CTAC follows WSU Policy 3.06 when investigating complaints of sexual harassment on campus. Sexual harassment includes sexual assault, dating violence, domestic violence, and stalking. All parties have the following rights and expectations as part of an CTAC investigation: 

  1. The right to an equitable investigation and resolution of all credible allegations of prohibited harassment or discrimination made in good faith to University officials.
  2. The right to timely written notice of all alleged violations, including the identity of the parties involved (if known), the precise misconduct being alleged, the date and location of the alleged misconduct (if known), the implicated policies and procedures, and possible sanctions.
  3. The right to timely written notice of any material adjustments to the allegations (e.g., additional incidents or allegations, additional Complainants, unsubstantiated allegations) and any attendant adjustments needed to clarify potentially implicated policy violations.
  4. The right to be informed in advance of any public release of information regarding the allegation(s) or underlying incident(s), whenever possible.
  5. The right not to have any personally identifiable information released to the public without consent provided, except to the extent permitted by law.
  6. The right to be treated with respect by University officials.
  7. The right to have University policies and procedures followed without material deviation.
  8. The right not to be pressured to mediate or otherwise informally resolve any reported misconduct involving violence, including sexual violence.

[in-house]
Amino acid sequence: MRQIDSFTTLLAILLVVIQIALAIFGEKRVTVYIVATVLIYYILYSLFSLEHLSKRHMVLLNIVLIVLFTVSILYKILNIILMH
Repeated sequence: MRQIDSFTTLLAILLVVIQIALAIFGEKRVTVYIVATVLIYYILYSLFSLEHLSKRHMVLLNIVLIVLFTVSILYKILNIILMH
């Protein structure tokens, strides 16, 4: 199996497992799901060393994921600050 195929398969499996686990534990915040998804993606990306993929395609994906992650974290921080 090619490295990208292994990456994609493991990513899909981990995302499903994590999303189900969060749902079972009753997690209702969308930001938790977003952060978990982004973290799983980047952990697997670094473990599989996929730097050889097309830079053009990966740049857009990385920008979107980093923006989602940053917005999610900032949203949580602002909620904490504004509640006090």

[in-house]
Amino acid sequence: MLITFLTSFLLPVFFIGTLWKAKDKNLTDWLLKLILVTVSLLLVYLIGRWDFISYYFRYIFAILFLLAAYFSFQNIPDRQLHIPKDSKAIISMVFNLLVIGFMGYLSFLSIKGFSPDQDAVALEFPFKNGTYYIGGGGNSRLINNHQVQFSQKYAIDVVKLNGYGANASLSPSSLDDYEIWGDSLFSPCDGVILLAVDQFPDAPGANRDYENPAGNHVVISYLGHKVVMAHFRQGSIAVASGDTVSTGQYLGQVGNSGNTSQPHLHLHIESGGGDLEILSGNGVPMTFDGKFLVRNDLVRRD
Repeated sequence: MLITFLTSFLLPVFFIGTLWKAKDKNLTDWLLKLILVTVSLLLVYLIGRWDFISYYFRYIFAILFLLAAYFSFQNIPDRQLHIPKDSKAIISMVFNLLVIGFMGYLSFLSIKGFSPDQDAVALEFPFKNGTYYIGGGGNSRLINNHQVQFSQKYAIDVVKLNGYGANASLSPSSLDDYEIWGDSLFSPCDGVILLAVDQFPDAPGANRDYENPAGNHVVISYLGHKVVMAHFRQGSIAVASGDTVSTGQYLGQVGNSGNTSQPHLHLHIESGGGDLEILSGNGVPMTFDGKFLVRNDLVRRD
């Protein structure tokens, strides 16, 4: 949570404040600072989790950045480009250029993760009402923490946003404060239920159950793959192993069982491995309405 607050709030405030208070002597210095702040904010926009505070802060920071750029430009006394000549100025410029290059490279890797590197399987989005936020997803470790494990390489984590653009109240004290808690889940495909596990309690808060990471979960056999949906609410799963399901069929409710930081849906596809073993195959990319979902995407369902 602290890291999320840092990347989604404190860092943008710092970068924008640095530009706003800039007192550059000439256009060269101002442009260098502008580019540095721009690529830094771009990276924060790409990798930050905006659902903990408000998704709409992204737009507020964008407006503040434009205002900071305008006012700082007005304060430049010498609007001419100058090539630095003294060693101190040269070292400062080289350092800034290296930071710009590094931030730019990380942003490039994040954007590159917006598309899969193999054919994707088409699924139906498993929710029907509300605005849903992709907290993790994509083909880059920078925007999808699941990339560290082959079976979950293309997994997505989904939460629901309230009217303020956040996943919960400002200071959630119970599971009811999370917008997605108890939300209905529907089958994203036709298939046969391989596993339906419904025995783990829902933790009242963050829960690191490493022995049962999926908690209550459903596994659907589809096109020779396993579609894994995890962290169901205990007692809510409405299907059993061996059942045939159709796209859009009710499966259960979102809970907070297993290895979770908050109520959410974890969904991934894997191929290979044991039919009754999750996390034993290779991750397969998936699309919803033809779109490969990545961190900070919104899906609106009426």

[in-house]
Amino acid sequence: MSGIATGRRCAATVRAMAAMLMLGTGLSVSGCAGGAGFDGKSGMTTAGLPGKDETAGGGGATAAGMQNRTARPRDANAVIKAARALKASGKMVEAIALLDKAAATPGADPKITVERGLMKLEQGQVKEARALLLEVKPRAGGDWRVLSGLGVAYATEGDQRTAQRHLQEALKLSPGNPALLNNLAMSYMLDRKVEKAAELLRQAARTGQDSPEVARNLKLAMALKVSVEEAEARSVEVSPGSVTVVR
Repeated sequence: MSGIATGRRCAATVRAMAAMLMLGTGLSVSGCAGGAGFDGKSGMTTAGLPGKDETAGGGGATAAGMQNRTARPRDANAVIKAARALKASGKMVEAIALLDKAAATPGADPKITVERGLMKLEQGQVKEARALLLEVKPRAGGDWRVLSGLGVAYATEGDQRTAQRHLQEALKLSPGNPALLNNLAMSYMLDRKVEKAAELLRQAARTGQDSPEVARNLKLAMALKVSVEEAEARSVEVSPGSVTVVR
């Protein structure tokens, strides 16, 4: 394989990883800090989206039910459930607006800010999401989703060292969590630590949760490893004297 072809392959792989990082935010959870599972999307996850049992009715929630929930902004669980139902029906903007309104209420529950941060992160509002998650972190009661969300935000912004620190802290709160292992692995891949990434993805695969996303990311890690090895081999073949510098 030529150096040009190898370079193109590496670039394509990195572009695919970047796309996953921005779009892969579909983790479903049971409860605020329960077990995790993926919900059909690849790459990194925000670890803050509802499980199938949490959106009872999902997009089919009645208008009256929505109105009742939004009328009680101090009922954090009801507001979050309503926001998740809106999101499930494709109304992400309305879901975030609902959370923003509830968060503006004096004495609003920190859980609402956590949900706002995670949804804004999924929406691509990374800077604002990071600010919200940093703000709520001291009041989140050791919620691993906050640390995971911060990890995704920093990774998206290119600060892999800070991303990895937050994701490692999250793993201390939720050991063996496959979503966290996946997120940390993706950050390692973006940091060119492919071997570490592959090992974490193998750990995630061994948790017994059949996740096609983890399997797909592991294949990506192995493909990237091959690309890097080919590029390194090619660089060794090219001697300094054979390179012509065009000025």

9. The right not to be discouraged by University officials from reporting sexual misconduct or discrimination to both on-campus and off-campus authorities.
  10. The right to be informed by University officials of options to notify proper law enforcement authorities, including on-campus and local police, and the option(s) to be assisted by University authorities in notifying such authorities, if the party so chooses. This also includes the right not to be pressured to report, as well.
  11. The right to have allegations of violations of this Policy responded to promptly and with sensitivity by University law enforcement and/or other University officials.
  12. The right to be informed of available interim actions and supportive measures, such as counseling; advocacy; health care; legal, student financial aid, visa, and immigration assistance; or other services, both on campus and in the community.
  13. The right to a University implemented no- contact order, or no trespass order against a non-affiliated third party when a person has engaged in or threatens to engage in stalking, threatening, harassing, or other improper conduct that presents a danger to the welfare of the party or others.
  14. The right to be informed of available assistance in changing academic, living, and/or working situations after an alleged incident of discrimination, harassment, and/or retaliation, if such changes are reasonably available. No formal report, or investigation, either campus or criminal, needs to occur before this option is available. Such actions may include, but are not limited to:
    1. Relocating an on-campus student’s housing to a different on-campus location
    2. Assistance from University staff in completing the relocation
    3. Changing an employee’s work environment (e.g., reporting structure, office/workspace relocation)
    4. Transportation accommodations
    5. Visa/immigration assistance
    6. Arranging to dissolve a housing contract and a pro-rated refund
    7. Exam, paper, and/or assignment rescheduling or adjustment
    8. Receiving an incomplete in, or a withdrawal from, a class (may be retroactive)
    9. Transferring class sections
    10. Temporary withdrawal/leave of absence (may be retroactive)
    11. Campus safety escorts
    12. Alternative course completion options.